There are many disappointing stories about failed integrations of acquired companies and the inability of the merger to produce the expected results; e.g. Daimler-Benz and Chrysler. After an acquisition, the acquired company may cause the buyer's financial performance deteriorates; e.g. Compact and HP. Or, the executives of each company are distracted by their efforts to make the integration work and lose focus on maintaining effective day-to-day management operations for each business; e.g. Quaker Oats and Snapple. Key executives frequently lose their jobs or simply leave for another company when the acquired company fails to merge successfully; e.g. Carly Fiorina at HP. Employees of both companies may become ungrounded and territorial, as political maneuvering sets in as standard practice for the limited number of employee seats that will remain after the two companies are integrated; Wells Fargo and Wachovia.
Successful integration of an acquired company is a major undertaking, and the level of intellectual capital and employee effort should not be underestimated. If the acquired company is to be integrated with the buying company, then it's safe to say that the larger the size of the acquired company, the greater the integration effort and resource requirements will be needed.
The importance of the right leader for the integration cannot be underestimated, and a senior executive or senior manager should be assigned the responsibility. The leader can be selected from either the acquired company or the firm that made the acquisition. This individual should be the person who selects the integration team members. These employees should have good reputations within the company and be proven responsible in terms of completing assignments. Team members will require a safe rite of passage while executing the integration and must have a guaranteed position with the company after the integration is completed.
Wholescale Change is a highly interactive and participative approach to change which seeks a paradigm shift - to guide the workplace away from centralized management and toward a more participative style. It helps organizations uncover and engage the combined knowledge and wisdom of their people to better utilize their own abilities to grow, change and lead. It seeks to implement change quickly and effectively throughout the organization supported by ongoing processes. Through highly interactive small and/or large group sessions, diverse people strive to take action toward a shared vision, working as a "whole" and individually.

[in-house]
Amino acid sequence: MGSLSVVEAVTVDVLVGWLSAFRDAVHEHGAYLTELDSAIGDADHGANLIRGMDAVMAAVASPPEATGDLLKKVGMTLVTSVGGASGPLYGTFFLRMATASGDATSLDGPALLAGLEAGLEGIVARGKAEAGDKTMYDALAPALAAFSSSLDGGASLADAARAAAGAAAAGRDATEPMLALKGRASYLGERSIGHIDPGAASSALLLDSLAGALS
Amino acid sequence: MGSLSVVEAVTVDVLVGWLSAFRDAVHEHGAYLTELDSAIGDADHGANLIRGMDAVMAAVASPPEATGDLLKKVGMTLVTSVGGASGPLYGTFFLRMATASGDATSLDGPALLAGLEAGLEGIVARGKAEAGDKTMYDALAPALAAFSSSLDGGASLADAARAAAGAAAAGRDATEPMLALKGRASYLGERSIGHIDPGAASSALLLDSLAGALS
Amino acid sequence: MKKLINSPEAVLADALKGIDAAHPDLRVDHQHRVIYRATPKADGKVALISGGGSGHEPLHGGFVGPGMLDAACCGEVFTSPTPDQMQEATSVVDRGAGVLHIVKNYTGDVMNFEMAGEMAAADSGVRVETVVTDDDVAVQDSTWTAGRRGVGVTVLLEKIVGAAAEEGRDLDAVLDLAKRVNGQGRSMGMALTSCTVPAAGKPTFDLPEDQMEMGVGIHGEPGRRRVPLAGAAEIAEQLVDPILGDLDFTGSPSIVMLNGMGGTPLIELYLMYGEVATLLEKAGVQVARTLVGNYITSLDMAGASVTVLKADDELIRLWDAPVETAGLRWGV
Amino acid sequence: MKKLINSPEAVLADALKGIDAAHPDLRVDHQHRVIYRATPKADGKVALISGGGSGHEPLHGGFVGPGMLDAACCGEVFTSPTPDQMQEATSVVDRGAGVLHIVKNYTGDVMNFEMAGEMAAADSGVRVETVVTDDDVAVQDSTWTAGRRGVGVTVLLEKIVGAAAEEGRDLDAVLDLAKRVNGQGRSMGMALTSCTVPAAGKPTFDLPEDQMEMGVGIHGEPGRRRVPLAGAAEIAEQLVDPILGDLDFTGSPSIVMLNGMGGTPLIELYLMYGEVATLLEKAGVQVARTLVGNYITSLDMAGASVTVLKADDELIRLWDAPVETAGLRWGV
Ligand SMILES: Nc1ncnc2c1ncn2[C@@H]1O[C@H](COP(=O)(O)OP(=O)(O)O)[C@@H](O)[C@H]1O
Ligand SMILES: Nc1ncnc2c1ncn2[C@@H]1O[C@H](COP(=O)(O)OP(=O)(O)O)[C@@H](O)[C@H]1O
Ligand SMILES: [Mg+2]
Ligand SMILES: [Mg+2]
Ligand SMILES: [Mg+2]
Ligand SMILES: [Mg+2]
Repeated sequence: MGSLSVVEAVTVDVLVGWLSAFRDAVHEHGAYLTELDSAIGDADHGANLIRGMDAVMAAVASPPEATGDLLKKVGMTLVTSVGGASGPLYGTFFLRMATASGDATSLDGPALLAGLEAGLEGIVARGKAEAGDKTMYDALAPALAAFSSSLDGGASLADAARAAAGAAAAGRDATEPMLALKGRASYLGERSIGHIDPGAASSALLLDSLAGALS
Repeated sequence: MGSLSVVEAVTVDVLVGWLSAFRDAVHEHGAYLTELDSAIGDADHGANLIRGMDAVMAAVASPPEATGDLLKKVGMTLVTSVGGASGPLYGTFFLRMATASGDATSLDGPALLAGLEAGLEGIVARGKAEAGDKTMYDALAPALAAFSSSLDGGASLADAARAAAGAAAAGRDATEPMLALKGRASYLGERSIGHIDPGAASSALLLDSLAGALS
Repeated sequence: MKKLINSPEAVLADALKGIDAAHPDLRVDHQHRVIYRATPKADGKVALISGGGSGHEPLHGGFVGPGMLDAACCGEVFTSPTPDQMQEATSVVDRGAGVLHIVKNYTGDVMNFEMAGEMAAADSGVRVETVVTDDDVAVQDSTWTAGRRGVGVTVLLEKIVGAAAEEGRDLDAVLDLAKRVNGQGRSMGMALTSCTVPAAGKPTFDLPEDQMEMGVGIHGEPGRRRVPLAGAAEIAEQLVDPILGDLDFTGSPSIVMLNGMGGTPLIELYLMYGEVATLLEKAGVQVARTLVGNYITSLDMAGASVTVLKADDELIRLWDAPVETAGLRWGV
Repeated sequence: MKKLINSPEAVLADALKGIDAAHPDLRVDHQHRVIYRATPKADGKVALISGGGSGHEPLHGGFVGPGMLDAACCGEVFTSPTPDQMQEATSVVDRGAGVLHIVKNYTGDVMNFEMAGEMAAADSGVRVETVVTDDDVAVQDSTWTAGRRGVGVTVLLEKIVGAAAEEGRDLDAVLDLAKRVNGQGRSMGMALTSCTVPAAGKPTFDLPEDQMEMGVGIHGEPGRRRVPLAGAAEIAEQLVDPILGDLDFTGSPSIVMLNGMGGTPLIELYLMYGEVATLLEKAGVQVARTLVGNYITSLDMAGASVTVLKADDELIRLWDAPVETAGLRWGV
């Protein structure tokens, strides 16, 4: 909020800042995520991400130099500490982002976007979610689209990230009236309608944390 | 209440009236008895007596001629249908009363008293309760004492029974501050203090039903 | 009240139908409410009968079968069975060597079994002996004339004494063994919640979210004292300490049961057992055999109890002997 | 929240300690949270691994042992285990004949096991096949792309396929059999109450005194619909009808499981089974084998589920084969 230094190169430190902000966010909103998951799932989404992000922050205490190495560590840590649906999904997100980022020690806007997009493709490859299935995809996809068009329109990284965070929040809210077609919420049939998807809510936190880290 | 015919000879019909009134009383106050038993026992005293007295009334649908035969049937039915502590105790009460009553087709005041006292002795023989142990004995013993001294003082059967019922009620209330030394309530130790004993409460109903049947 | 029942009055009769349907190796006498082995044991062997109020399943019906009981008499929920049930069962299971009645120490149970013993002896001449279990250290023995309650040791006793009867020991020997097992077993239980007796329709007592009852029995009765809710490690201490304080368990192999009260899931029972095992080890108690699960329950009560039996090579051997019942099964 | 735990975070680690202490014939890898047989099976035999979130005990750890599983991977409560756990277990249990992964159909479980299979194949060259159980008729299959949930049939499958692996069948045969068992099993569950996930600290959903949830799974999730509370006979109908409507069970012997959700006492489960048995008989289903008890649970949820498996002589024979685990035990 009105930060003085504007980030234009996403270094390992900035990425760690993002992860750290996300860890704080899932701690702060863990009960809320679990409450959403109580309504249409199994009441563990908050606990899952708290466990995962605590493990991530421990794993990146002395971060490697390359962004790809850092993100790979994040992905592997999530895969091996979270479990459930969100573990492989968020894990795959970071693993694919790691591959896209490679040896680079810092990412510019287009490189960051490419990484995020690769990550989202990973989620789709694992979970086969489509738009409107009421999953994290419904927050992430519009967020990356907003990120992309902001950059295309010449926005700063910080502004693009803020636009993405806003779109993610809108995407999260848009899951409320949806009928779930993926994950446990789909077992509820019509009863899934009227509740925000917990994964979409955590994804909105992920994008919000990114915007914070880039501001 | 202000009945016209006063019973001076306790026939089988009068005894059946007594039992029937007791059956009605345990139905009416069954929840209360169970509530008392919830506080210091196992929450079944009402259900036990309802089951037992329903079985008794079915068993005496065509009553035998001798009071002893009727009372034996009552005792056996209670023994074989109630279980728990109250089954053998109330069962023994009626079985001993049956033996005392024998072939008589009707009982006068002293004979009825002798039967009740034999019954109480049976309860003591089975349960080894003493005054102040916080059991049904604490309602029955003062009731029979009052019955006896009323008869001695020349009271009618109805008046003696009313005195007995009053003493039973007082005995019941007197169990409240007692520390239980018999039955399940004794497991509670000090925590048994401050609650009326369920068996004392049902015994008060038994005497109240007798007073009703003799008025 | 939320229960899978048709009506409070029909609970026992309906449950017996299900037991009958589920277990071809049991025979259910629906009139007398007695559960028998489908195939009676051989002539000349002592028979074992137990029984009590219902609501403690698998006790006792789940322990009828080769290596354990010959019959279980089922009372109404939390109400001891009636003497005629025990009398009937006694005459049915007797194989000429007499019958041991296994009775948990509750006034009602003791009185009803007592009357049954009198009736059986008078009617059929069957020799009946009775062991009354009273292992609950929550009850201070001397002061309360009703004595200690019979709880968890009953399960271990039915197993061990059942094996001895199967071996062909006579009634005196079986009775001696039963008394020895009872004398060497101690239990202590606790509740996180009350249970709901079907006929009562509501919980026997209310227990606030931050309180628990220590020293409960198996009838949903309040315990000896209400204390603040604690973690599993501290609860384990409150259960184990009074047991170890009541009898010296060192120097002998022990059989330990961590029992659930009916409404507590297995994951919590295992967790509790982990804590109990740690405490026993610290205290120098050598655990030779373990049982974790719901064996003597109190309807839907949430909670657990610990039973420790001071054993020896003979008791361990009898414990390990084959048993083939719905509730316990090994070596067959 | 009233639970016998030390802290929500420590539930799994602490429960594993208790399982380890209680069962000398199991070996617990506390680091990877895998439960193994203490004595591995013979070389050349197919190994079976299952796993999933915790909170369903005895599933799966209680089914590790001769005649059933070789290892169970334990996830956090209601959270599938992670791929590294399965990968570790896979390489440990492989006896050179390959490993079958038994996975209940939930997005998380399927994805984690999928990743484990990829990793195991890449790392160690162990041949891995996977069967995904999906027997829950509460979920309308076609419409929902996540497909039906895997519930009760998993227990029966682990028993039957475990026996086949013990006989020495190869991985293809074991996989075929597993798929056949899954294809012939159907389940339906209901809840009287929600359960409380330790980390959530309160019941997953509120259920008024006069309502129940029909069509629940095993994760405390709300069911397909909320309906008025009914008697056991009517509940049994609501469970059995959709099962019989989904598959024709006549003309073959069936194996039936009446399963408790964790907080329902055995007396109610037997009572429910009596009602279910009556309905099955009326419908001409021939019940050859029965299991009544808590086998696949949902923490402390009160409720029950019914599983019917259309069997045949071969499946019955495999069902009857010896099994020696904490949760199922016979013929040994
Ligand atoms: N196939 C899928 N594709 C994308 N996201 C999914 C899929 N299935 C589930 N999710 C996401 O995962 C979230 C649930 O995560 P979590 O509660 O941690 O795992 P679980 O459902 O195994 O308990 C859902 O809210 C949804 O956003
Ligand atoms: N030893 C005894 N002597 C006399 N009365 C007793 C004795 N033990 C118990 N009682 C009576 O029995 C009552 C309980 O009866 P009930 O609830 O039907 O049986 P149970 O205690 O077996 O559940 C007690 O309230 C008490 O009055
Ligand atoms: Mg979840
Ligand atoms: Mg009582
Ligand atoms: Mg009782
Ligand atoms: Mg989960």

Consultant's Consultants have been called Shadow consultants for nearly four decades. Marjan Shroder coined the term, shadow consultant, in 1972 while describing the informal process that consultant's have used between each other for as long as consultants have existed. Generally, he noted that the shadow consultant "at the request of a colleague (or team of colleagues) and by means of a series of discussions, helps assess—and, if necessary, change—that colleague's diagnosis, tactics, or role in a specific assignment". (Shroder, 1974, 580) The merit of the shadow consultant "lies in his noninvolvement, which makes it easier for him to keep track of the main issues, and to take the consultant's way of functioning into account; nevertheless, because different consultants stress different aspects of a project, the shadow consultant's contribution may also broaden the consultant's general professional skills and insights." (Shroder, 1974, 581)
Over the several last decades, mergers and acquisitions have become very common. Studies during this period indicate that up to 70% of M&As fail to meet expectations.* Frequently, a major contributing cause is the failure to fully address the cultural differences as occurred when Quaker Oats bought Snapple for $1.7 billion to add to the Gatorade success, only to sell it later for $300 million at a loss of $1.4 billion due in great part to massive cultural clashes.
*See Pautler, Paul A. (January, 21, 2003) The Effects of Mergers and Post Merger Integration: A Review of the Business Consulting Literature. Bureau of Economics, Federal Trade Commission for a thorough review of the research indicating these figures.
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